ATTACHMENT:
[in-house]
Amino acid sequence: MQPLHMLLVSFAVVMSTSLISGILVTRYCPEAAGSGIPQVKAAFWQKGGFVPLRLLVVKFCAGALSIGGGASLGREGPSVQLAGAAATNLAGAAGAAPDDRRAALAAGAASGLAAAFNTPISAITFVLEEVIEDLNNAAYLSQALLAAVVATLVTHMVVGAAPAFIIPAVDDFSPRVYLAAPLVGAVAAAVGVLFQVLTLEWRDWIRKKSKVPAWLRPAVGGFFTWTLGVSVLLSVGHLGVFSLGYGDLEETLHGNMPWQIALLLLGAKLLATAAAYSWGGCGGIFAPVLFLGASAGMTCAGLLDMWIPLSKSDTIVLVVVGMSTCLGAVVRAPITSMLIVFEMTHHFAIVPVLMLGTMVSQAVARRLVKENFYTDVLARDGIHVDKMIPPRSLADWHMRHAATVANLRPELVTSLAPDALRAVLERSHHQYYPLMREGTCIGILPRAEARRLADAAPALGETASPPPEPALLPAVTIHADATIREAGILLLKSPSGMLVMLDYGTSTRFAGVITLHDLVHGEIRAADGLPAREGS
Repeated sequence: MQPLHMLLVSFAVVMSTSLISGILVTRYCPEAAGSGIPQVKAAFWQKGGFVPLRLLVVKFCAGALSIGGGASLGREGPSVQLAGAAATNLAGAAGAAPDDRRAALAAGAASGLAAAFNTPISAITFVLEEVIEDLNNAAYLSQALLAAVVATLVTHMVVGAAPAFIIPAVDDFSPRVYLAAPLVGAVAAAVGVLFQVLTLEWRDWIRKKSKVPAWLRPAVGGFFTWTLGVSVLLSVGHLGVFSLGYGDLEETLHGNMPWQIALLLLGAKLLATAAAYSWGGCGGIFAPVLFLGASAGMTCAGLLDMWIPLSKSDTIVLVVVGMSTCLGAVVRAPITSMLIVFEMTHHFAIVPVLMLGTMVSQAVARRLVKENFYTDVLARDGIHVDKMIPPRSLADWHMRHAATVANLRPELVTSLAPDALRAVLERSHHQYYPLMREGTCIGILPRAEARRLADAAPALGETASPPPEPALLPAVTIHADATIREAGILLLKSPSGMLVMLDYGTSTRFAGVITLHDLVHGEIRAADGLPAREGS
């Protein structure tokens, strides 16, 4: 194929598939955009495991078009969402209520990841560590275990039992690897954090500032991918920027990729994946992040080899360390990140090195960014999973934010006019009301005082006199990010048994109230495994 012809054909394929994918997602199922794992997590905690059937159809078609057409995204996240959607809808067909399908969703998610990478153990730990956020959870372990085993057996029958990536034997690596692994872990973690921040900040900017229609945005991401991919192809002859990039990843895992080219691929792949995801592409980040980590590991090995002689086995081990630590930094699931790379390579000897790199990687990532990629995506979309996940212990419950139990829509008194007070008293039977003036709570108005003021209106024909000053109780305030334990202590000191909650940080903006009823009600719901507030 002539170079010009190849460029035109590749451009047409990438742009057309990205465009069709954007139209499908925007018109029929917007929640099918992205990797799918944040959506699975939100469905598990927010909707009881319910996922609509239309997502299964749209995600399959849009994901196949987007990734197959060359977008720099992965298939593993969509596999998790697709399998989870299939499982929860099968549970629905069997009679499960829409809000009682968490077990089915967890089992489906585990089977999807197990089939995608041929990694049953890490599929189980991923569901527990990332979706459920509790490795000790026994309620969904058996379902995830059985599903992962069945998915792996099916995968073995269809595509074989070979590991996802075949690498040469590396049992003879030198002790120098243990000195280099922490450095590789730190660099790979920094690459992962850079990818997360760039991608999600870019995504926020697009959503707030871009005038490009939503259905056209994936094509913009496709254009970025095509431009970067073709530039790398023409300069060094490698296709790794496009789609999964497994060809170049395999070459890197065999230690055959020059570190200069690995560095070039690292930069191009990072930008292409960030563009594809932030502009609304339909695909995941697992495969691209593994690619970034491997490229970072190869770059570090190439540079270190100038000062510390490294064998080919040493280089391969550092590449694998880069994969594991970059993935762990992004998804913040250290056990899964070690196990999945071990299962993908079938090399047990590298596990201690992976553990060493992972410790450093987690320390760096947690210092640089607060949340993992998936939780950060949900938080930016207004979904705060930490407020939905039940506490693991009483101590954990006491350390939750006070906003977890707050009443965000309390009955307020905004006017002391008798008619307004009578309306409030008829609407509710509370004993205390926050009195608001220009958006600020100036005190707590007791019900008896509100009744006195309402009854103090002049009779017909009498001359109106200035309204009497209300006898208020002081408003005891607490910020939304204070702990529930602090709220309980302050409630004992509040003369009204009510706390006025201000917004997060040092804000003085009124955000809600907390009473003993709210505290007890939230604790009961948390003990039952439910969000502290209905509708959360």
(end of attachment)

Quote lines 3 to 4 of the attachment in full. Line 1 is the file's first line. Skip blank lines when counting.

Repeated sequence: MQPLHMLLVSFAVVMSTSLISGILVTRYCPEAAGSGIPQVKAAFWQKGGFVPLRLLVVKFCAGALSIGGGASLGREGPSVQLAGAAATNLAGAAGAAPDDRRAALAAGAASGLAAAFNTPISAITFVLEEVIEDLNNAAYLSQALLAAVVATLVTHMVVGAAPAFIIPAVDDFSPRVYLAAPLVGAVAAAVGVLFQVLTLEWRDWIRKKSKVPAWLRPAVGGFFTWTLGVSVLLSVGHLGVFSLGYGDLEETLHGNMPWQIALLLLGAKLLATAAAYSWGGCGGIFAPVLFLGASAGMTCAGLLDMWIPLSKSDTIVLVVVGMSTCLGAVVRAPITSMLIVFEMTHHFAIVPVLMLGTMVSQAVARRLVKENFYTDVLARDGIHVDKMIPPRSLADWHMRHAATVANLRPELVTSLAPDALRAVLERSHHQYYPLMREGTCIGILPRAEARRLADAAPALGETASPPPEPALLPAVTIHADATIREAGILLLKSPSGMLVMLDYGTSTRFAGVITLHDLVHGEIRAADGLPAREGS
């Protein structure tokens, strides 16, 4: 194929598939955009495991078009969402209520990841560590275990039992690897954090500032991918920027990729994946992040080899360390990140090195960014999973934010006019009301005082006199990010048994109230495994 012809054909394929994918997602199922794992997590905690059937159809078609057409995204996240959607809808067909399908969703998610990478153990730990956020959870372990085993057996029958990536034997690596692994872990973690921040900040900017229609945005991401991919192809002859990039990843895992080219691929792949995801592409980040980590590991090995002689086995081990630590930094699931790379390579000897790199990687990532990629995506979309996940212990419950139990829509008194007070008293039977003036709570108005003021209106024909000053109780305030334990202590000191909650940080903006009823009600719901507030 002539170079010009190849460029035109590749451009047409990438742009057309990205465009069709954007139209499908925007018109029929917007929640099918992205990797799918944040959506699975939100469905598990927010909707009881319910996922609509239309997502299964749209995600399959849009994901196949987007990734197959060359977008720099992965298939593993969509596999998790697709399998989870299939499982929860099968549970629905069997009679499960829409809000009682968490077990089915967890089992489906585990089977999807197990089939995608041929990694049953890490599929189980991923569901527990990332979706459920509790490795000790026994309620969904058996379902995830059985599903992962069945998915792996099916995968073995269809595509074989070979590991996802075949690498040469590396049992003879030198002790120098243990000195280099922490450095590789730190660099790979920094690459992962850079990818997360760039991608999600870019995504926020697009959503707030871009005038490009939503259905056209994936094509913009496709254009970025095509431009970067073709530039790398023409300069060094490698296709790794496009789609999964497994060809170049395999070459890197065999230690055959020059570190200069690995560095070039690292930069191009990072930008292409960030563009594809932030502009609304339909695909995941697992495969691209593994690619970034491997490229970072190869770059570090190439540079270190100038000062510390490294064998080919040493280089391969550092590449694998880069994969594991970059993935762990992004998804913040250290056990899964070690196990999945071990299962993908079938090399047990590298596990201690992976553990060493992972410790450093987690320390760096947690210092640089607060949340993992998936939780950060949900938080930016207004979904705060930490407020939905039940506490693991009483101590954990006491350390939750006070906003977890707050009443965000309390009955307020905004006017002391008798008619307004009578309306409030008829609407509710509370004993205390926050009195608001220009958006600020100036005190707590007791019900008896509100009744006195309402009854103090002049009779017909009498001359109106200035309204009497209300006898208020002081408003005891607490910020939304204070702990529930602090709220309980302050409630004992509040003369009204009510706390006025201000917004997060040092804000003085009124955000809600907390009473003993709210505290007890939230604790009961948390003990039952439910969000502290209905509708959360």